Inflation-Indexed Bonds and the Expectations Hypothesis
This paper empirically analyzes the Expectations Hypothesis (EH) in inflation-indexed (or real) bonds and in nominal bonds in the US and in the UK. We strongly reject the EH in inflation-indexed bonds, and also confirm and update the existing evidence rejecting the EH in nominal bonds. This rejection implies that the risk premium on both real and nominal bonds varies predictably over time. We also find strong evidence that the spread between the nominal and the real bond risk premium, or the break-even inflation risk premium, also varies over time. We argue that the time variation in real bond risk premia mostly likely reflects both a changing real interest rate risk premium and a changing liquidity risk premium, and that the variability in the nominal bond risk premia reflects a changing inflation risk premium. We estimate significant time series variability in the magnitude and sign of bond risk premia.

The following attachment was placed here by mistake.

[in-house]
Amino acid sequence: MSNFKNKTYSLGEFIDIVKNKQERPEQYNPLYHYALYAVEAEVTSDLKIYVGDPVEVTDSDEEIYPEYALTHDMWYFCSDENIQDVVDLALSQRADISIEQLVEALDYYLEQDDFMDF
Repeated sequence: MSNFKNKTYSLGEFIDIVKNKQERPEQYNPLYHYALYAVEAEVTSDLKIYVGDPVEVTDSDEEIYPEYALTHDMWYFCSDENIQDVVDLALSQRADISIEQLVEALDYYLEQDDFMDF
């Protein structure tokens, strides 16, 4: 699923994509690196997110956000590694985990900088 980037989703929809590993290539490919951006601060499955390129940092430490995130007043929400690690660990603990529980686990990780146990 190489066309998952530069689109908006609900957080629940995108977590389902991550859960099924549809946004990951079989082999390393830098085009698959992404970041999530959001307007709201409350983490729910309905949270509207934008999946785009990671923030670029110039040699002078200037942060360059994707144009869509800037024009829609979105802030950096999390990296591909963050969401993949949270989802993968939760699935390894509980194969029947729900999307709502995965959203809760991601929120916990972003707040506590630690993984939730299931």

Pflueger, CE, Viceira, LM. 2011. "Inflation-Indexed Bonds and the Expectations Hypothesis." Annu. Rev. Econ. 3: Submitted. Doi:10.1146/annurev-financial-102710-144843. We are grateful to seminar participants at the HBS-Harvard Economics Finance Lunch, John Campbell, Graig Fantuzzi, Josh Gottlieb, Robin Greenwood and Jeremy Stein for helpful comments and suggestions. We are also grateful to Martin Duffell and Anna Christie from the UK Debt Management Office for their help providing us with UK bond data. This material is based upon work supported by the Harvard Business School Research Funding. The views expressed herein are those of the authors and do not necessarily reflect the views of the National Bureau of Economic Research.
Carolin E. Pflueger & Luis M. Viceira, 2011. "Inflation-Indexed Bonds and the Expectations Hypothesis," Annual Review of Financial Economics, Annual Reviews, vol. 3(1), pages 139-158, December. citation courtesy of